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Mind the Overhang!

Crane treads overhanging flatbed

Crane treads overhanging flatbed

Spotted this one in a rest stop along I-84. I suppose it’s perfectly safe, but those anchoring hooks really don’t inspire much confidence, even if the only way you could jounce that crane sideways would involve flipping the flatbed. Right?

Yes, it was hanging over the other side just as far.

Come to think of it, the tractor that towed this assembly wasn’t present. Perhaps someone discovered / was informed it really isn’t a Good Idea / legal to haul an excavator at 65 mph in this configuration?

At least the driver didn’t do that

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  1. #1 by peter on 2011-07-19 - 11:00

    Like a knife through butter….

  2. #2 by Aki on 2011-07-19 - 12:10

    There is no upper limit in super heavyweight class…

    “Tjörn Bridge”

    http://en.wikipedia.org/wiki/Tj%C3%B6rnbron

    • #3 by Ed on 2011-07-19 - 12:14

      It’s really tough to explain that mark on your pilot’s license…

  3. #4 by Jim Marshall on 2011-07-19 - 15:11

    Flipping the flatbed is exactly what happened on a curve about 1km from my place.
    Speed limit was 60kph (just under 40mph).
    Big machine toppled into another lane.
    Professor from local university was killed.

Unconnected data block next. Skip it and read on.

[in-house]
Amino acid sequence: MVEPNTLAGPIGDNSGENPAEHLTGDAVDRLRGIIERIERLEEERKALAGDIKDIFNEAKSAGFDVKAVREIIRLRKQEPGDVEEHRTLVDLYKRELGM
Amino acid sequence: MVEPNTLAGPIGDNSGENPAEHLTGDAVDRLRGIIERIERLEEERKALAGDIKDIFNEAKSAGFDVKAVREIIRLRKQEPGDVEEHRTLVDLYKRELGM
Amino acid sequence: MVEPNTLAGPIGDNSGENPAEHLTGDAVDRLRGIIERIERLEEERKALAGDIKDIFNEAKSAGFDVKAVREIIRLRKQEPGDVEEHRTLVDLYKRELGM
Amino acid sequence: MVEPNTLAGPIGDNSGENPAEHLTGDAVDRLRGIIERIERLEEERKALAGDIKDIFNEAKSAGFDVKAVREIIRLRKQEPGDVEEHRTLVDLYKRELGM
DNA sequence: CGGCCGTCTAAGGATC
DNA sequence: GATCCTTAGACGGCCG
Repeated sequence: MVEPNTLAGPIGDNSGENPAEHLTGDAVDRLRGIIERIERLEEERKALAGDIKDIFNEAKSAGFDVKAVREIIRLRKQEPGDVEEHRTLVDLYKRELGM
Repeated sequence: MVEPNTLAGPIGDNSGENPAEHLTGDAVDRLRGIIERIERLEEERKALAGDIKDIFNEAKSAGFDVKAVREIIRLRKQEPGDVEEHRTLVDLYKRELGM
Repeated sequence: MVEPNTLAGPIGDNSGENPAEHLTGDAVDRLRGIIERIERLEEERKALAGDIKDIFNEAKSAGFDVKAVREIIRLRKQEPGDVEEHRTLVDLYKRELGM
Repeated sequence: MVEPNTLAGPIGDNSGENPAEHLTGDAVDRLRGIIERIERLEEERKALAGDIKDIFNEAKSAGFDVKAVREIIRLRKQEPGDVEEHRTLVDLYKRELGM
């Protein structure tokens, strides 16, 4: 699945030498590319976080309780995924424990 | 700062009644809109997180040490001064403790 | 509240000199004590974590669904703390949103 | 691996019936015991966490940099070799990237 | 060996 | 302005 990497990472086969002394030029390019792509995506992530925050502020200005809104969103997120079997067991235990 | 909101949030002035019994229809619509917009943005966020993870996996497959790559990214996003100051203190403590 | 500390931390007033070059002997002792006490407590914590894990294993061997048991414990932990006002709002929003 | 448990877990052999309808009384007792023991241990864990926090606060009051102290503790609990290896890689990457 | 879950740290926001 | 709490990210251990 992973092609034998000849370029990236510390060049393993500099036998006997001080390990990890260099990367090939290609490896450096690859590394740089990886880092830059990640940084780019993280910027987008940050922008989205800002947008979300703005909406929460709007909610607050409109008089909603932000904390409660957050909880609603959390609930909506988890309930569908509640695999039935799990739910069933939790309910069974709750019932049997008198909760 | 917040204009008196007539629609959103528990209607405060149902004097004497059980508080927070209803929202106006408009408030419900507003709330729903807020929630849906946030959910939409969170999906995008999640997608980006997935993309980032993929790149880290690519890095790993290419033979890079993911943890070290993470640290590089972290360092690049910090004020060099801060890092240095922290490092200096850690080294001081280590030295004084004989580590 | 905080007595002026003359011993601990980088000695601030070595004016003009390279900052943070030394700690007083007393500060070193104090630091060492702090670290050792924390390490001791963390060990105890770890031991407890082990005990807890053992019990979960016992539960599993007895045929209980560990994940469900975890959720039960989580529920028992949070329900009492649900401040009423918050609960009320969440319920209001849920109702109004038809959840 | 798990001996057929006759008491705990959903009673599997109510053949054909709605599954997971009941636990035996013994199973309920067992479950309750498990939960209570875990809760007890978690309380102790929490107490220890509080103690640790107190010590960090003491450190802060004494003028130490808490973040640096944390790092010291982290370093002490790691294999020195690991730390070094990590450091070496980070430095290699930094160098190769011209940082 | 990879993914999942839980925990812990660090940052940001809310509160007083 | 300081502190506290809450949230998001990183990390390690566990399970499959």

The road slope was improved since then.
    But I always pay attention to what’s in the other lane as I go this way.

    • #5 by Ed on 2011-07-19 - 16:16

      pay attention to what’s in the other lane

      A friend of mine decided to not pull up next to a trailer loaded with utility poles at a T intersection and was rewarded by getting to watch the entire load spill off as the truck started around the corner. If he’d been beside the truck, he’d be pushing up daisies right now.

      Sometimes, you simply cannot be too careful…

  4. #6 by Varuka Salt on 2011-07-19 - 21:20

    Completely normal. I worked for a construction equipment rental store for years. If you look in the back, there is another chain attached to the body of the machine, and there are also probably others not visible in the picture. Those chains are there to keep the load from shifting side to side, but mostly back and forth, with acceleration and braking of the rig. However, if the driver takes the corner to quickly, no amount of chains in the world will hold that thing on. Even if they did, the weight would tip the truck over. You’d have to be taking a corner pretty fast for that to happen. That being said, it always makes sense not to tailgate any vehicle at any time, especially one that has any kind of exposed load (timber, piping, bricks, etc.)

    • #7 by Ed on 2011-07-19 - 21:29

      Completely normal.

      I was afraid you were going to say that… [grin]

      I’m perfectly content to noodle along far behind such loads at whatever speed they’re traveling, which is usually about as fast as I’m willing to drive. When they get to a truck lane on a hill, then I’ll pass… in the leftmost lane with as much clearance as I can get.

      If anything happens, I’d like to watch it happen from a generous distance. Oddly, many folks suck right up on their tail and draft them, which makes absolutely no sense to me.

      Conversely, it seems when a big load like that overtakes me from behind, driving at the speed limit is no defense: they blow by like I’m parked!

  5. #8 by Aki on 2011-07-20 - 02:42